United States

United States

Invenergy's 5GW Grain Belt power line wins key approval amid legal challenge

State authorities in Illinois have approved plans for a $7bn transmission project which could bring 5GW of wind energy from the Great Plains to consumers across the Midwest, but legal hurdles remain.

A wind farm in Illinois (pic credit: Holly Hildreth/Getty Images)
A wind farm in Illinois (pic credit: Holly Hildreth/Getty Images)

Following a year-long public consultation and review, the Illinois Commerce Commission (ICC) granted a certificate of public convenience and necessity to Invenergy’s Grain Belt Express transmission line.

However, it could take several more months of legal wrangling before construction can begin.

The approval means that the company has now secured siting approvals for the high-voltage direct-current portion of the line by state regulators in all four states along its 1,255km route: Kansas, Missouri, Illinois, and Indiana.

However, the Chicago-based developer still needs approval in Kansas to build the project in two phases, as well as from Missouri to deliver 2.5GW of electicity rather than the originally stated 500MW.

“Invenergy Transmission and Grain Belt Express are proud of this important milestone toward our goal of delivering more affordable and reliable power here in Invenergy’s home state of Illinois and across the Midwest,” said Shashank Sane, executive vice president and head of transmission at Invenergy.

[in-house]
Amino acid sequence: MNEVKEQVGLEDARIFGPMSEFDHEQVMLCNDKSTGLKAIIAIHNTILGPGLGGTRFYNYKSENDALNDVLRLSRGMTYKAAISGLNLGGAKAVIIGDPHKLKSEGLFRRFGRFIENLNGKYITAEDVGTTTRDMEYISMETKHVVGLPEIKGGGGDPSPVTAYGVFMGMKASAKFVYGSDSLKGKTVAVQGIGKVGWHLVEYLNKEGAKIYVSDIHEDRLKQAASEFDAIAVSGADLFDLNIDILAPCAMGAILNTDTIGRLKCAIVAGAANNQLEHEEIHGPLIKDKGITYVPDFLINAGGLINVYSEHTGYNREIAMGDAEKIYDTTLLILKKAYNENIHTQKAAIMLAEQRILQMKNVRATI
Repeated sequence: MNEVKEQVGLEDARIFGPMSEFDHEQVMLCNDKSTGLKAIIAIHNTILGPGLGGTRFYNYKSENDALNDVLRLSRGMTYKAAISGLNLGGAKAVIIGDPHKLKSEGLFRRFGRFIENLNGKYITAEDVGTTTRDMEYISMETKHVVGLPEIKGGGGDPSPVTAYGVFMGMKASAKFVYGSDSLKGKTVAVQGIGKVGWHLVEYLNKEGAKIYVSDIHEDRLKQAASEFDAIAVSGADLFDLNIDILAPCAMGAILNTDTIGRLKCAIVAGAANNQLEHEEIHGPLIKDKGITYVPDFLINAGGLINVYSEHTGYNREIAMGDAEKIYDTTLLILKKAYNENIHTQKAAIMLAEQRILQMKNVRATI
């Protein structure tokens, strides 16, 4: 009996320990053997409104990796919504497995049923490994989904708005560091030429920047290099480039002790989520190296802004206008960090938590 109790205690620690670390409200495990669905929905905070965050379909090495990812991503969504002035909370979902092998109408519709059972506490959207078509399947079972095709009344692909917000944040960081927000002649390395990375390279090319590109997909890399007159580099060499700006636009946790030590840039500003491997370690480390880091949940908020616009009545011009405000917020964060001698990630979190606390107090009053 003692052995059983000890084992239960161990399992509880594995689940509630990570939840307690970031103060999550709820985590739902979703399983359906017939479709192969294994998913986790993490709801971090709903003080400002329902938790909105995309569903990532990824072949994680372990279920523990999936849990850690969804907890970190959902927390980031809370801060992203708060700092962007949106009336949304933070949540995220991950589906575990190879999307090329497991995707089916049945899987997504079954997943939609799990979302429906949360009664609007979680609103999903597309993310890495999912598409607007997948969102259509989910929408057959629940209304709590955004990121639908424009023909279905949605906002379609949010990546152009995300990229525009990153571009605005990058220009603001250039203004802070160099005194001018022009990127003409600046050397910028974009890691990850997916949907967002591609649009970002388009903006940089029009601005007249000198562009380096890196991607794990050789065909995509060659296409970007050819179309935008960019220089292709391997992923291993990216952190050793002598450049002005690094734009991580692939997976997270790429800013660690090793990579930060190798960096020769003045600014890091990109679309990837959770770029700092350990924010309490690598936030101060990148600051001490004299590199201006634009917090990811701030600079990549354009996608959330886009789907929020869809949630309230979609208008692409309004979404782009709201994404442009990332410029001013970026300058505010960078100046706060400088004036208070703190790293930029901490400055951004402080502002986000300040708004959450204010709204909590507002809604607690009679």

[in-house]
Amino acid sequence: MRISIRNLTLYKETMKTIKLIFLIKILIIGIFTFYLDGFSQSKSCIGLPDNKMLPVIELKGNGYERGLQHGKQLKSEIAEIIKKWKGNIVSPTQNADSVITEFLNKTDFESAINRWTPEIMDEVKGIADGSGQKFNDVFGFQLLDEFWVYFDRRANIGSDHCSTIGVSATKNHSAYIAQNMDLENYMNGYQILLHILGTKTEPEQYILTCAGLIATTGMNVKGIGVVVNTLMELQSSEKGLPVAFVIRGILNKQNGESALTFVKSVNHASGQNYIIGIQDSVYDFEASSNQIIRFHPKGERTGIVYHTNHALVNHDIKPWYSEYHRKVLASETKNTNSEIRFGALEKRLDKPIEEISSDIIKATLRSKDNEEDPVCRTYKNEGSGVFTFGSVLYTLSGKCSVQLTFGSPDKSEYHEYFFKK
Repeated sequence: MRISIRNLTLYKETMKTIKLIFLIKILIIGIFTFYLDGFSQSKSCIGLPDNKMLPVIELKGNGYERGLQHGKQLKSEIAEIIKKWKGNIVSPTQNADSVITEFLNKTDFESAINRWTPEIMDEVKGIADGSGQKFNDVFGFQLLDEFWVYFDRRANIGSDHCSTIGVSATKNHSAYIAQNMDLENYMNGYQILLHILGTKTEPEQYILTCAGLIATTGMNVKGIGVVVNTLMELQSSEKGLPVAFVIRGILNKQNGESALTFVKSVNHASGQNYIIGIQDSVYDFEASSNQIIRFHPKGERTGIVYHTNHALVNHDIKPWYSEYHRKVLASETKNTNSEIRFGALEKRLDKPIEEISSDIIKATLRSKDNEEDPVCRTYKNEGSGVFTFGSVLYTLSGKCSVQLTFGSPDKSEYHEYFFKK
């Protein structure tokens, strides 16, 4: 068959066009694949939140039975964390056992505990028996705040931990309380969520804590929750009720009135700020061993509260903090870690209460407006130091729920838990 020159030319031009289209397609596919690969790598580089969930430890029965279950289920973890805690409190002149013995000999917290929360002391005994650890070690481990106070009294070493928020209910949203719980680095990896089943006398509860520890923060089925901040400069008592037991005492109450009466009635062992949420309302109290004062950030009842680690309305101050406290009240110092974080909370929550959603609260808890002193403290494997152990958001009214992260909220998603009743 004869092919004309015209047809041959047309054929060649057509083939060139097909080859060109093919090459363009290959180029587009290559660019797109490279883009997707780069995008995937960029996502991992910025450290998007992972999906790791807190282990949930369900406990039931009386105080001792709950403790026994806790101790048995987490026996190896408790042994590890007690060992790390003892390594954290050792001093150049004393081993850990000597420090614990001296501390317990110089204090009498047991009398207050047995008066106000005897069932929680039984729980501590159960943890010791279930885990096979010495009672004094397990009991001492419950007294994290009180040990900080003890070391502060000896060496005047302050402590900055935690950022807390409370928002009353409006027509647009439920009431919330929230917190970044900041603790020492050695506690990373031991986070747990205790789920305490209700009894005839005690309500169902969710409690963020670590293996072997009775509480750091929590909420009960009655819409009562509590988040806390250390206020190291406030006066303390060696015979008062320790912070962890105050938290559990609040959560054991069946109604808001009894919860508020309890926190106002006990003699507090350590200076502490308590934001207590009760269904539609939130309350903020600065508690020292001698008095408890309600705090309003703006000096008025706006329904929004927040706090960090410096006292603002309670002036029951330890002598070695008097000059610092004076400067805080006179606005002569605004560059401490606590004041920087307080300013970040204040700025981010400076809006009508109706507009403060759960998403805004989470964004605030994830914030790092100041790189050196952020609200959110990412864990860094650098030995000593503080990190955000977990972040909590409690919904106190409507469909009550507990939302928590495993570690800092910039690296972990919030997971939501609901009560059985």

The 5GW line will run from western Kansas across Missouri and Illinois to Indiana, linking areas with significant wind resources to more heavily populated regions east of the Mississippi River.

Legal challenge

This is not the first attempt at linking the two areas. The ICC first approved the project in 2015 – when it was owned by Clean Line Energy – but that ruling was successfully challenged by the Illinois Farm Board in 2018, which argued that the ICC lacked authority to grant such a certificate to a non-public utility.

Invenergy bought the project from Clean Line Energy in 2020 and presented it again after the Illinois legislature made the necessary legal changes.

However, the company will have to await the results of further legal proceedings after the agricultural body and landowner groups challenged this legislation in a local court as unconstitutional.

If overturned, the ICC’s approval would be nullified.

“The courts will have the final say on whether the project should be approved in Illinois,” said Richard Guebert Jr, president of the Illinois Farm Board.

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